The word Navaratri means ‘nine nights’ in Sanskrit, Nava meaning nine and Ratri meaning nights. It means nine nights of the feminine goddess that are worshipped in our culture since ages.
Navratri is a nine-day festival that celebrates the nine forms of goddess Durga. On each day of Navratri, a special colour is worn that is dedicated to a goddess and holds special significance.
The tenth day is celebrated as Vijayadashami or Dussehra when the idols of Goddess Durga are immersed into the water body. This is what we know about Navratri. And this what we have been celebrating since ages. What I wish to convey form this video is my perception and my understanding of these nine days.
I’m a firm believer of Shiv and Shakti. Durga Ma is also a form of Shiv+Shakti.
Navratri – 9 days of Feminine energy, nine days of the feminine divine goddess. Durga, Laxmi and Saraswati are three dimensions of feminine energies. They also represent tamas rajas and sattva these are basic qualities of human existence and its elements.
- Tamas is the nature of the earth and literally means inertia
- Rajas mean passion
- Satva means breaking boundaries melting and merging
Navratri falls twice a year. Sharada Navaratri: the most celebrated of the four Navaratri, named after Sharada which means autumn. It is observed in the lunar month of Ashvin (post-monsoon, September–October). In many regions, the festival falls after the autumn harvest, and in others during harvest.
Vasanta Navaratri: the second most celebrated, named after Vasantha which means spring. It is observed in the lunar month of Chaitra (post-winter, March–April). In many regions, the festival falls after spring harvest, and in others during harvest
Let me tell you the nine forms of Goddess worshipped on all nine days.
Day 1 – Shailaputri
Known as Pratipada, this day is associated with Shailaputri (literally “Daughter of Mountain”), an incarnation of Parvati. Shailaputri is considered to be the direct incarnation of Mahakali. The colour of the day is red, which depicts action and vigour.
Day 2 – Brahmacharini
Goddess Brahmacharini, another incarnation of Parvati, is worshipped. In this form, Parvati became Sati, her unmarried self. Brahmacharini is worshipped for emancipation or moksha and endowment of peace and prosperity. Depicted as walking bare feet and holding a japamala and kamandal in her hands, she symbolizes bliss and calm. Blue colour depicts tranquillity yet strong energy.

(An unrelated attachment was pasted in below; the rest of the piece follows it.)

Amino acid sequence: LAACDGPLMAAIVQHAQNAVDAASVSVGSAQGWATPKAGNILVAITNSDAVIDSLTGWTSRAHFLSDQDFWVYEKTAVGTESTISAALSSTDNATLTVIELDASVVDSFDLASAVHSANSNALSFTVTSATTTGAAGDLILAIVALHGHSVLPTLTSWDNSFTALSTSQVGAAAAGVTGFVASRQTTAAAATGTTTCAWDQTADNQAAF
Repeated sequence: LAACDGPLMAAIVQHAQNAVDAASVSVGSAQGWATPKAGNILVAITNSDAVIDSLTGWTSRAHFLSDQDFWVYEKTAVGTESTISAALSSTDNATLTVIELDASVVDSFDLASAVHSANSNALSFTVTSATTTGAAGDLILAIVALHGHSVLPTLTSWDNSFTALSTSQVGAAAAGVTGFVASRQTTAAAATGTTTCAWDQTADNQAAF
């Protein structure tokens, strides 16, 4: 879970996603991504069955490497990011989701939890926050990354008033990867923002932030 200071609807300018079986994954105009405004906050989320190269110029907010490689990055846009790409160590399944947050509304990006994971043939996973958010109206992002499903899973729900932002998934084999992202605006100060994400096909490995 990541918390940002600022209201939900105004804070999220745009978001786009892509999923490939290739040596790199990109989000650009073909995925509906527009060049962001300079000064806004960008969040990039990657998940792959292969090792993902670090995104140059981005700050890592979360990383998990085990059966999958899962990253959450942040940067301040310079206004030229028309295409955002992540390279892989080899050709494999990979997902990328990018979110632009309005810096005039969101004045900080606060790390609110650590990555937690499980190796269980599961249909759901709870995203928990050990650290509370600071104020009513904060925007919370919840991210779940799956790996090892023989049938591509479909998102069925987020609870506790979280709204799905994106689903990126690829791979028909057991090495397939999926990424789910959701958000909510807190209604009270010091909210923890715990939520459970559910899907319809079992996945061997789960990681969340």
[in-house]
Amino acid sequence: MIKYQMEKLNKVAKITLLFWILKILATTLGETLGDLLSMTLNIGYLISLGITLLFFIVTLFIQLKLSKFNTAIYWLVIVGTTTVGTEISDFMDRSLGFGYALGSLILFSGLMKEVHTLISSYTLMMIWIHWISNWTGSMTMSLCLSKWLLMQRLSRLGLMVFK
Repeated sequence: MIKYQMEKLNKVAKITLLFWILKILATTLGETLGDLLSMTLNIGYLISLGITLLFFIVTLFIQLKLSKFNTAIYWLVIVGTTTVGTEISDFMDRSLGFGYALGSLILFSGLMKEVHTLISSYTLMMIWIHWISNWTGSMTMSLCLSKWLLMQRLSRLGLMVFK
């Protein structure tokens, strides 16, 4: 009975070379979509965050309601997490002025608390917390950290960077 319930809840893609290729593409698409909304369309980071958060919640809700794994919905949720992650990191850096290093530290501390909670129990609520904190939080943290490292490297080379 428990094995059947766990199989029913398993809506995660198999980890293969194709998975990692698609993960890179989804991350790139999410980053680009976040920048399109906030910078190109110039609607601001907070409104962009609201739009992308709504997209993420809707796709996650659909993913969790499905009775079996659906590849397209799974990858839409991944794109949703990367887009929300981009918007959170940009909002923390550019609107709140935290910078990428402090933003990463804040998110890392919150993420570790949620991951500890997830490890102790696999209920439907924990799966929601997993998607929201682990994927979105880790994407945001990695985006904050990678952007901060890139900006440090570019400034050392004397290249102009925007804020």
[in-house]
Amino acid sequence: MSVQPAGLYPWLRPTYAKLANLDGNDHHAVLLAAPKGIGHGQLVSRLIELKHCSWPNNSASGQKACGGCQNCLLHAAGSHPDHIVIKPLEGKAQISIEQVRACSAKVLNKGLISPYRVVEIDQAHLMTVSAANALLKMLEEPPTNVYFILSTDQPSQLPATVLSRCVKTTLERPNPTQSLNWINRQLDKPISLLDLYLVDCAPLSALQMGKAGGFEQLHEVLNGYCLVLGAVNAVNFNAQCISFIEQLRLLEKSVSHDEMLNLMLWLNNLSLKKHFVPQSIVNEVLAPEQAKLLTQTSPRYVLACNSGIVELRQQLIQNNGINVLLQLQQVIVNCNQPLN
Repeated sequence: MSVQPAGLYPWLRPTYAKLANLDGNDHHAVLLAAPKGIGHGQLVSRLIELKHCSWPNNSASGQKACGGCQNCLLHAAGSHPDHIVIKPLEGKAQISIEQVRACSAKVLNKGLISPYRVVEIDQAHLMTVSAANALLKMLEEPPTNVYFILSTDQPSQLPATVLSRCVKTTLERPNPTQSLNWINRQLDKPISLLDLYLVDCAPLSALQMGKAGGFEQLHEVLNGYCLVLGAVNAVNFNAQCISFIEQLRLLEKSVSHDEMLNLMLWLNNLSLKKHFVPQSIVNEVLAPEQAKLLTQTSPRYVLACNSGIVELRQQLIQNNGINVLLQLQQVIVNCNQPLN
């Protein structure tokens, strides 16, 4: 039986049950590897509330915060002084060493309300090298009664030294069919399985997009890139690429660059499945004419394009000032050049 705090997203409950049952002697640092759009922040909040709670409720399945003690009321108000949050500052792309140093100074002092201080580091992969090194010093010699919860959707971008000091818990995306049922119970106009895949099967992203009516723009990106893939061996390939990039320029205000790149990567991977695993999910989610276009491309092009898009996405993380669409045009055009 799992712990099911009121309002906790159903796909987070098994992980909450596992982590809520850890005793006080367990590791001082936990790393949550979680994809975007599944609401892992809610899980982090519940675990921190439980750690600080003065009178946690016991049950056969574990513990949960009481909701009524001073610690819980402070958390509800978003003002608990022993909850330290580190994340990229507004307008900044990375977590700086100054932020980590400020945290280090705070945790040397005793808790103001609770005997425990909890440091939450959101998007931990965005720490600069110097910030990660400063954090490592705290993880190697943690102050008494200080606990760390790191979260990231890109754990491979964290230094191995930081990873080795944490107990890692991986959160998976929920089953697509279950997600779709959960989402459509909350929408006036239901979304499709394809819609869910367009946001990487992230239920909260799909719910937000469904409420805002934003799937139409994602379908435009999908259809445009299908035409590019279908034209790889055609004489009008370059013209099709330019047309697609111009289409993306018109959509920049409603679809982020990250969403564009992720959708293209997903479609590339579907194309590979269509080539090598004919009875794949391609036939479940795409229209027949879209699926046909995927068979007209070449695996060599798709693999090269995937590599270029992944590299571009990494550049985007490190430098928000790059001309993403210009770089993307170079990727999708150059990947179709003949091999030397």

Day 3 – Chandraghanta
Tritiya commemorates the worship of Chandraghanta – the name derived from the fact that after marrying Shiva, Parvati adorned her forehead with the ardhachandra (lit. half-moon). She is the embodiment of beauty and is also symbolic of bravery. Yellow is the colour of the third day, which is a vivacious colour and can pep up everyone’s mood.
Day 4 – Kushmanda
Goddess Kushmanda is worshipped on Chaturthi. Believed to be the creative power of the universe, Kushmanda associated with the endowment of vegetation on earth and hence, the colour of the day is Green. She is depicted as having eight arms and sits on a Tiger.
Day 5 – Skandamata
Skandamata, the goddess worshipped on Panchami, is the mother of Skanda (or Kartikeya). The colour of Grey is symbolic of the transforming strength of a mother when her child is confronted with danger. She is depicted riding a ferocious lion, having four arms and holding her baby.
Day 6 – Katyayani
Born to sage Katyayana, she is an incarnation of Durga and is shown to exhibit courage which is symbolized by the colour Orange. Known as the warrior goddess, she is considered one of the most violent forms of Devi. In this avatar, Kātyāyanī rides a lion and has four hands. She is a form of Maha Lakshmi
Day 7 – Kalaratri
Considered the most ferocious form of Goddess Durga, Kalaratri is revered on Saptami. It is believed that Parvati removed her fair skin to kill the demons Sumbha and Nisumbha. The colour of the day is White. On Saptami, the Goddess appears in a white colour attire with lots of rage in her fiery eyes, her skin turns black. The white colour portrays prayer and peace and ensures the devotees that the Goddess will protect them from harm.
Day 8 – Mahagauri
Mahagauri symbolizes intelligence and peace. The colour associated with this day is Pink which depicts optimism.
Day 9 – Sidhidatri
On the last day of the festival also known as Navami, people pray to Siddhidhatri. Sitting on a lotus, she is believed to possess and bestows all types of Siddhis. Here she has four hands. Also known as SriLakshmi Devi. The light blue colour of the day portrays an admiration towards nature’s beauty.
Read the next blog on how in different states of India Navratri is celebrated and it’s significance.
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